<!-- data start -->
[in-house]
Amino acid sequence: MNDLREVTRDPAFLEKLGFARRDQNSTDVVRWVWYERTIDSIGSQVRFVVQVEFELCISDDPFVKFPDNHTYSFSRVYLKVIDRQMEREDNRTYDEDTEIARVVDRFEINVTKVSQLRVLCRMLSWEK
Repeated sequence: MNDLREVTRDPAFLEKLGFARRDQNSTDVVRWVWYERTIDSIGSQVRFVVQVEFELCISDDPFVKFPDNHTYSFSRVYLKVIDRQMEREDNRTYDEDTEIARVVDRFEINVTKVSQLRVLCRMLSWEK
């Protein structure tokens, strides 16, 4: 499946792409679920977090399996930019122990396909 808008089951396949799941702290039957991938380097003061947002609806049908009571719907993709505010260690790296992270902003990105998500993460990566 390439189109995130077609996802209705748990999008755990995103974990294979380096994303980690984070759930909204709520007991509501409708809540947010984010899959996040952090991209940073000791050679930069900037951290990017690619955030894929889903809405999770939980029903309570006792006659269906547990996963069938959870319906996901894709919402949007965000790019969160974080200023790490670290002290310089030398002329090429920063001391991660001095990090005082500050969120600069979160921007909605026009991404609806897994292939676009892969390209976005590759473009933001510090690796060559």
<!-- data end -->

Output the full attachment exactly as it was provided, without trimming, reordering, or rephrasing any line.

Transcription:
[in-house]
Amino acid sequence: MNDLREVTRDPAFLEKLGFARRDQNSTDVVRWVWYERTIDSIGSQVRFVVQVEFELCISDDPFVKFPDNHTYSFSRVYLKVIDRQMEREDNRTYDEDTEIARVVDRFEINVTKVSQLRVLCRMLSWEK
Repeated sequence: MNDLREVTRDPAFLEKLGFARRDQNSTDVVRWVWYERTIDSIGSQVRFVVQVEFELCISDDPFVKFPDNHTYSFSRVYLKVIDRQMEREDNRTYDEDTEIARVVDRFEINVTKVSQLRVLCRMLSWEK
């Protein structure tokens, strides 16, 4: 499946792409679920977090399996930019122990396909 808008089951396949799941702290039957991938380097003061947002609806049908009571719907993709505010260690790296992270902003990105998500993460990566 390439189109995130077609996802209705748990999008755990995103974990294979380096994303980690984070759930909204709520007991509501409708809540947010984010899959996040952090991209940073000791050679930069900037951290990017690619955030894929889903809405999770939980029903309570006792006659269906547990996963069938959870319906996901894709919402949007965000790019969160974080200023790490670290002290310089030398002329090429920063001391991660001095990090005082500050969120600069979160921007909605026009991404609806897994292939676009892969390209976005590759473009933001510090690796060559």